Amidst all this madness, and despite Richard and my difficulty in tearing ourselves away from Peter Mansbridge and the sexy talking heads on the "At Issue" panel of the nightly newscast of CBC's The National, there has been some time for theatre. Most recently we went to see The Drowsy Chaperone, the Bob Martin/Don McKellar/Lisa Lambert/Greg Morrison musical that began as an improvised vignette at Martin's stag party in Toronto and eventually made its way to Broadway, where it won Tonys for Best Book and Best Original Score (though, oddly, given these awards, not Best Musical--that went to The Jersey Boys), among several others, in 2006--yet more evidence of stealth Canadians taking over the US's entertainment industry (you can have Celine Dion). It's a delightful bagatelle of a show-within-a-show, at once an affectionate parody of and homage to classic American musicals of the 20s and 30s, all presided over by the endearing Man in Chair, a show tune fanatic who prefers the wacky but predictable course of true love in musicals to the mundane, troubling reality of daily life. Jay Brazeau gave a wonderful performance as Man in Chair, and this production at the Vancouver Playhouse (the first independent production to be licensed post-Broadway and the ensuing national tour) was exuberantly and imaginatively staged. This was also Max Reimer's first production since assuming the helm at the Playhouse from Glynis Leyshon, and although he's a money-conscious populist, his work here (he directed as well) gives me hope that the institution might turn its programming around.
It also confirms my opinion that Leyshon has been a major problem in terms of what I and others have bemoaned as poor programming at the Playhouse over the past several years. The first production of this season, for example, was her last (she and Reimer overlapped), and though Frost/Nixon came with the same impressive Broadway and Tony-winning pedigree as Drowsy, in this case the results were a disaster. Though, to be fair, it wasn't all Leyshon's fault. Her star, Len Cariou (of the original Sweeney Todd fame), was all over the place in his performance as Nixon, including dropping several lines, and the play itself is structurally very weak, relying on a clunky narrator/expositor device (for the politically amnesiac, I guess), and failing to exploit the full dramatic potential from its central David and Goliath conceit. Building up to the final payoff of Nixon's admission of guilt is one too-long tease, and when the moment does come, it's over in a manner of seconds. Perhaps with a titan like Frank Langella in the lead role this would all work, but my suspicion is that first-time playwright Peter Morgan (screenwriter of The Queen, with Helen Mirren) is more comfortable in the television and film idioms. So perhaps the just-released Ron Howard movie version is worth watching for comparison.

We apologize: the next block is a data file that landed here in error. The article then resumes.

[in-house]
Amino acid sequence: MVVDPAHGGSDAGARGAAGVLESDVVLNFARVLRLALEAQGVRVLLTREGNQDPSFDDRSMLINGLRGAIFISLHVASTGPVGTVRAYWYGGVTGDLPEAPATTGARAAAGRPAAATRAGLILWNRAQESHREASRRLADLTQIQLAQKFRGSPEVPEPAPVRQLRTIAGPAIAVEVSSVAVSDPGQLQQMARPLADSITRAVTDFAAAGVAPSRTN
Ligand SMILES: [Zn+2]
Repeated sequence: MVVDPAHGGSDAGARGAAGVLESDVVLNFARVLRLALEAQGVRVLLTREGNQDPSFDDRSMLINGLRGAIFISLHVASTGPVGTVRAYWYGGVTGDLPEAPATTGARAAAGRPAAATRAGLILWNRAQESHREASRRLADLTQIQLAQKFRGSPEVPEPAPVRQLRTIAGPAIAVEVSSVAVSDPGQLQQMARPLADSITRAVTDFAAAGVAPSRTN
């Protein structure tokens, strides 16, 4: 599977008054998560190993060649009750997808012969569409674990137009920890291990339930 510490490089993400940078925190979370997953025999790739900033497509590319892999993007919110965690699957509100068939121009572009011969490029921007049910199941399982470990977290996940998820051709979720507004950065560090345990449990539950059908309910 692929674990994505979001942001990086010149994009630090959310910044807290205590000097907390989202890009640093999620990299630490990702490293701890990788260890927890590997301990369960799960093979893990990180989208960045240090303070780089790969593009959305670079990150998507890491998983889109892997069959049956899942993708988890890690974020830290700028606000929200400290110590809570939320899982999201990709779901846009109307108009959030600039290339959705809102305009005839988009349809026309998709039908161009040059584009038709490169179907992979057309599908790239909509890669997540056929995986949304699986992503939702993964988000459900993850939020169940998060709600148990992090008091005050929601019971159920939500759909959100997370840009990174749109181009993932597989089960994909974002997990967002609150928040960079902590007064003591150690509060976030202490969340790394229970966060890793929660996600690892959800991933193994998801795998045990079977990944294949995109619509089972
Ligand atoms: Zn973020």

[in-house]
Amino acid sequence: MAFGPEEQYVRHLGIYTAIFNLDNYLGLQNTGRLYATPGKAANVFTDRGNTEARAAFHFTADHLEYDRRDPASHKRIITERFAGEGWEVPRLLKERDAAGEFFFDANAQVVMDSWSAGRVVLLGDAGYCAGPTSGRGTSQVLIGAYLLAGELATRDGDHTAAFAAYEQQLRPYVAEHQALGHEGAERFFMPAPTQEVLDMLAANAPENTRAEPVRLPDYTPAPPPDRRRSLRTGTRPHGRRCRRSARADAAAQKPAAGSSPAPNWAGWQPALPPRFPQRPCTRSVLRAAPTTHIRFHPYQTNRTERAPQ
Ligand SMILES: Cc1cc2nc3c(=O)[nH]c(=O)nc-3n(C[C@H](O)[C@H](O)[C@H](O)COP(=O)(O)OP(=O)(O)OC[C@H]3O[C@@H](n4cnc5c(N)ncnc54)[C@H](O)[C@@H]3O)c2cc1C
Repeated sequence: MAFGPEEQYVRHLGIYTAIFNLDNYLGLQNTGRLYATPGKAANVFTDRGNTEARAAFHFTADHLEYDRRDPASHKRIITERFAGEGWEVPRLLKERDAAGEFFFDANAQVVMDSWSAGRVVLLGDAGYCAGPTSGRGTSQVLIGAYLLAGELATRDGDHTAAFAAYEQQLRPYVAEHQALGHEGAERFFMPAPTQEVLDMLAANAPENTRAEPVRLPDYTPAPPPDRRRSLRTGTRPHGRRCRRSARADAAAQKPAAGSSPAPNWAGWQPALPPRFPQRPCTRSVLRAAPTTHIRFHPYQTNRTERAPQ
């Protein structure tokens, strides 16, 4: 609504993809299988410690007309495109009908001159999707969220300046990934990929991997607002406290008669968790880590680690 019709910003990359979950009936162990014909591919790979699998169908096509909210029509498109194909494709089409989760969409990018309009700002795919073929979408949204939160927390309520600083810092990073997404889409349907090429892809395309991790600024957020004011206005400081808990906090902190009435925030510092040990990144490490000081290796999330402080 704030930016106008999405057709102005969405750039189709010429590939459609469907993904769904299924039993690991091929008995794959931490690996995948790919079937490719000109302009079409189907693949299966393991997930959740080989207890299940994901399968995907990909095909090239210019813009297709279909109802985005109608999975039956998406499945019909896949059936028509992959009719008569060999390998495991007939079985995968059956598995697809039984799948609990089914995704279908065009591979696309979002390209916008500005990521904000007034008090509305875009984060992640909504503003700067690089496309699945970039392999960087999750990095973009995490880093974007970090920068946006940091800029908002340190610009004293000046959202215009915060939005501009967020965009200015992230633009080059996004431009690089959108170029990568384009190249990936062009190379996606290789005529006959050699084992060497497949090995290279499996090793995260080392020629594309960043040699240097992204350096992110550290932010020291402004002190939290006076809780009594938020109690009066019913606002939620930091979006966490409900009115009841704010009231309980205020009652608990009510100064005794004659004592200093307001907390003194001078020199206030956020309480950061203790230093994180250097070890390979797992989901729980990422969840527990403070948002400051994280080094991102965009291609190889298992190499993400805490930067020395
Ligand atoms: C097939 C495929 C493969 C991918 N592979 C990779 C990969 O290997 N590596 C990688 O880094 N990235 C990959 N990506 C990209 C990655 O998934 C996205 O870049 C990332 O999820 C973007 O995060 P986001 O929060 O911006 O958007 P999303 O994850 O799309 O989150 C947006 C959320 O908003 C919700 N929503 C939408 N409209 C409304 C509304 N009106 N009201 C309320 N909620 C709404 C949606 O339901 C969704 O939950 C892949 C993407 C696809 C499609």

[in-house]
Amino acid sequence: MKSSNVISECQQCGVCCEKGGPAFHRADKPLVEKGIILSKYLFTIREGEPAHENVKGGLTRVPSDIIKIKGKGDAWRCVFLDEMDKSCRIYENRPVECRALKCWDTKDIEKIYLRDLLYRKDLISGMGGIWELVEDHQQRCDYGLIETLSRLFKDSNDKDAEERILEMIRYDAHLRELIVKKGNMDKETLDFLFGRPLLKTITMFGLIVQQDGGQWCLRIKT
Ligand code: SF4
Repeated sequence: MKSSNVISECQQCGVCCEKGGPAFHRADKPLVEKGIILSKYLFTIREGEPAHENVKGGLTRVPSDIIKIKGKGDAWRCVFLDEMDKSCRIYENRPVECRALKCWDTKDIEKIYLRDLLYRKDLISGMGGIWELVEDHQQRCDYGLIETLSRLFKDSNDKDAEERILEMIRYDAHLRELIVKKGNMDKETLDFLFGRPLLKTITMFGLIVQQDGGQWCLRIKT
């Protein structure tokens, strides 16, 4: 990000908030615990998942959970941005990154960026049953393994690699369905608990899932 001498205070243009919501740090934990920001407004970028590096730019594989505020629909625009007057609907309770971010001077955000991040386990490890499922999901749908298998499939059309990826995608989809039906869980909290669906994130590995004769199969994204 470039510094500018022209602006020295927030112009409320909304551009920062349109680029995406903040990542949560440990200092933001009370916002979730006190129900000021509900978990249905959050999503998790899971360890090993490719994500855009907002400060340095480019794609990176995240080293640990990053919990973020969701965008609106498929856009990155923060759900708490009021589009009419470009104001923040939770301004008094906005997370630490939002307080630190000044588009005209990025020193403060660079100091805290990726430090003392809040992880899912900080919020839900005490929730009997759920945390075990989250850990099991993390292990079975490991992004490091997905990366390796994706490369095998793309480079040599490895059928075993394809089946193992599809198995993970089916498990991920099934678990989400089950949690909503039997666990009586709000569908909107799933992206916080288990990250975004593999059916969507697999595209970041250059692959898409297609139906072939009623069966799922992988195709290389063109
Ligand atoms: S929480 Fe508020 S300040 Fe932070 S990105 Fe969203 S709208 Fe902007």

But, to allude to a point I raised in an earlier post that I have yet to explore more fully, I think there is a larger structural crisis at work here in the one-act play as a genre. I was also disappointed with the Arts Club production of Doubt back in September/October, and could not understand why it had received the Pulitzer for John Patrick Shanley. The idea is a good one, and the did-he-or-didn't he question at the core keeps us guessing, but there seems to me to be a failure of will in Shanley's unwillingness to explore the questions he raises about religion, sexuality and race, let along faith and doubt, to their full potential. And the lead character of the head nun is too broadly drawn, leading to scenery chewing. That's what happened with Gabrielle Rose in the production I saw. And, to judge from what I've seen of the upcoming movie preview (also directed by Shanley), that's what's on offer in Meryl Streep's performance as well.
Again, there's more to say here, and hopefully I'll continue this discussion in future posts (and get back to Christopher Shinn and Harley Granville Barker as well). But for now I must sign off--Amber Funk Barton and her new company, The Response, are performing her first full-length dance work, Risk, at the Firehall Arts Centre tonight, and Richard and I have tickets. Then it's off to New York next week for research at the NYPL (wink, wink) and theatre-going aplenty. A full report when I return.